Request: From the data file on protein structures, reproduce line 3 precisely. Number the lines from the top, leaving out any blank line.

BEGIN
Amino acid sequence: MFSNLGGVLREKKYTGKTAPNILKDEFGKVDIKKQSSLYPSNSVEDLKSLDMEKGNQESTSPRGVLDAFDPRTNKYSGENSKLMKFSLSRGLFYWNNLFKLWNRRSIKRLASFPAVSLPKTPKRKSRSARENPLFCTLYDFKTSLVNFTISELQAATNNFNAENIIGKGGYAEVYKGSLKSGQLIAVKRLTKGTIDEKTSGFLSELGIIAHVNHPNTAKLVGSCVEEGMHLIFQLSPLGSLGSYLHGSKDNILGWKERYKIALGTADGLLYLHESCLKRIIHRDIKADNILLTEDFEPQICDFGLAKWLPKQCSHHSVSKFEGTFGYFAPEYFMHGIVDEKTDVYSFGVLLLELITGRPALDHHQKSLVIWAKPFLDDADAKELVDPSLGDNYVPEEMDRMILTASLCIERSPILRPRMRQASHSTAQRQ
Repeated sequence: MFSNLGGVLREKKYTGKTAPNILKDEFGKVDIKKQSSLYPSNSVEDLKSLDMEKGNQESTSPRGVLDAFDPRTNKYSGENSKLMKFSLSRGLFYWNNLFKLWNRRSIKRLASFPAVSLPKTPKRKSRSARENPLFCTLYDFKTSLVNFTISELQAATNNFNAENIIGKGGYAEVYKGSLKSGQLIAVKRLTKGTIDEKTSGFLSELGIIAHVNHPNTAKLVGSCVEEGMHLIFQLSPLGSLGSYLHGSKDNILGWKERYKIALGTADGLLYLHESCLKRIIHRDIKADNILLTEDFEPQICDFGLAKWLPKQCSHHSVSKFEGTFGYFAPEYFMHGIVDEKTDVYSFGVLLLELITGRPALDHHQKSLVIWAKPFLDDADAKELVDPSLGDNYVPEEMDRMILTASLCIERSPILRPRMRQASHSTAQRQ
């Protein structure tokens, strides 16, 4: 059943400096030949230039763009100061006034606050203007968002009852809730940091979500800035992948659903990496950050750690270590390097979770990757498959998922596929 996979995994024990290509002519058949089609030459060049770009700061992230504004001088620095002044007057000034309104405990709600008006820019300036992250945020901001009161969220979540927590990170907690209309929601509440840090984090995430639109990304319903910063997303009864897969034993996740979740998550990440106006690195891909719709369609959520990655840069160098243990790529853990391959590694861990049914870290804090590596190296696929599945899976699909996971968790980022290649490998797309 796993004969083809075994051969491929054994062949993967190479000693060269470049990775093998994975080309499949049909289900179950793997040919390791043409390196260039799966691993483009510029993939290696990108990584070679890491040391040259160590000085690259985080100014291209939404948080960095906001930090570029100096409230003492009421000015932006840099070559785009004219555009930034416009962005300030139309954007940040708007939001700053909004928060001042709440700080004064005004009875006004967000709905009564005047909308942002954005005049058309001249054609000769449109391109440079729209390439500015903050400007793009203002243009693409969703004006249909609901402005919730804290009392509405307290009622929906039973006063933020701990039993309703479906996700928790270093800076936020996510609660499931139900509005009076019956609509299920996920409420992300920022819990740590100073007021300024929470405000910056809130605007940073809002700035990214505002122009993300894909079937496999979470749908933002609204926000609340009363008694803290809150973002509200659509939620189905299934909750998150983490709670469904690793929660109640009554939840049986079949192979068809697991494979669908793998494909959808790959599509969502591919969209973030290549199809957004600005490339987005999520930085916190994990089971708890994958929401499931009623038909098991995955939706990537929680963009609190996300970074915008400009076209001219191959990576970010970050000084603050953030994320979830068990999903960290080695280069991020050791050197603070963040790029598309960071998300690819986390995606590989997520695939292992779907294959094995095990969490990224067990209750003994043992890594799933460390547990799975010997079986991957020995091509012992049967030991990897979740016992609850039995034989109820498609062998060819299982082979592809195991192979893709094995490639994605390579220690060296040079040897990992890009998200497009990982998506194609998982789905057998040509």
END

């Protein structure tokens, strides 16, 4: 059943400096030949230039763009100061006034606050203007968002009852809730940091979500800035992948659903990496950050750690270590390097979770990757498959998922596929 996979995994024990290509002519058949089609030459060049770009700061992230504004001088620095002044007057000034309104405990709600008006820019300036992250945020901001009161969220979540927590990170907690209309929601509440840090984090995430639109990304319903910063997303009864897969034993996740979740998550990440106006690195891909719709369609959520990655840069160098243990790529853990391959590694861990049914870290804090590596190296696929599945899976699909996971968790980022290649490998797309 796993004969083809075994051969491929054994062949993967190479000693060269470049990775093998994975080309499949049909289900179950793997040919390791043409390196260039799966691993483009510029993939290696990108990584070679890491040391040259160590000085690259985080100014291209939404948080960095906001930090570029100096409230003492009421000015932006840099070559785009004219555009930034416009962005300030139309954007940040708007939001700053909004928060001042709440700080004064005004009875006004967000709905009564005047909308942002954005005049058309001249054609000769449109391109440079729209390439500015903050400007793009203002243009693409969703004006249909609901402005919730804290009392509405307290009622929906039973006063933020701990039993309703479906996700928790270093800076936020996510609660499931139900509005009076019956609509299920996920409420992300920022819990740590100073007021300024929470405000910056809130605007940073809002700035990214505002122009993300894909079937496999979470749908933002609204926000609340009363008694803290809150973002509200659509939620189905299934909750998150983490709670469904690793929660109640009554939840049986079949192979068809697991494979669908793998494909959808790959599509969502591919969209973030290549199809957004600005490339987005999520930085916190994990089971708890994958929401499931009623038909098991995955939706990537929680963009609190996300970074915008400009076209001219191959990576970010970050000084603050953030994320979830068990999903960290080695280069991020050791050197603070963040790029598309960071998300690819986390995606590989997520695939292992779907294959094995095990969490990224067990209750003994043992890594799933460390547990799975010997079986991957020995091509012992049967030991990897979740016992609850039995034989109820498609062998060819299982082979592809195991192979893709094995490639994605390579220690060296040079040897990992890009998200497009990982998506194609998982789905057998040509």